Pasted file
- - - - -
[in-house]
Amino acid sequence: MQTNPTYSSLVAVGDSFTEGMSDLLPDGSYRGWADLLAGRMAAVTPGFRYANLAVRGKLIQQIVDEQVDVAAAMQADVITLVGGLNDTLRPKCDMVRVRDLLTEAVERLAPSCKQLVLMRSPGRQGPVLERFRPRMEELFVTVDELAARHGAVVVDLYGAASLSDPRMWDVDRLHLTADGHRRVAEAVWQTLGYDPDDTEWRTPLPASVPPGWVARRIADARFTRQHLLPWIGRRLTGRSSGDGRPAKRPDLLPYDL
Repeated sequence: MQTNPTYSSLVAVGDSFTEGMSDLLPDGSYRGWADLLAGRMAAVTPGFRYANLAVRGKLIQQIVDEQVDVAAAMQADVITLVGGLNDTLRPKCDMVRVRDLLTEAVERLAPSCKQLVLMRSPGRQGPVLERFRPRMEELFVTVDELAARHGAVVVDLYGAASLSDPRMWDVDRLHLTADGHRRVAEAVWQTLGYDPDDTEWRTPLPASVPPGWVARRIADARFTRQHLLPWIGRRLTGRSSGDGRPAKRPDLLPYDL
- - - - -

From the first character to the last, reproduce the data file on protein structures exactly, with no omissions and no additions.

[in-house]
Amino acid sequence: MQTNPTYSSLVAVGDSFTEGMSDLLPDGSYRGWADLLAGRMAAVTPGFRYANLAVRGKLIQQIVDEQVDVAAAMQADVITLVGGLNDTLRPKCDMVRVRDLLTEAVERLAPSCKQLVLMRSPGRQGPVLERFRPRMEELFVTVDELAARHGAVVVDLYGAASLSDPRMWDVDRLHLTADGHRRVAEAVWQTLGYDPDDTEWRTPLPASVPPGWVARRIADARFTRQHLLPWIGRRLTGRSSGDGRPAKRPDLLPYDL
Repeated sequence: MQTNPTYSSLVAVGDSFTEGMSDLLPDGSYRGWADLLAGRMAAVTPGFRYANLAVRGKLIQQIVDEQVDVAAAMQADVITLVGGLNDTLRPKCDMVRVRDLLTEAVERLAPSCKQLVLMRSPGRQGPVLERFRPRMEELFVTVDELAARHGAVVVDLYGAASLSDPRMWDVDRLHLTADGHRRVAEAVWQTLGYDPDDTEWRTPLPASVPPGWVARRIADARFTRQHLLPWIGRRLTGRSSGDGRPAKRPDLLPYDL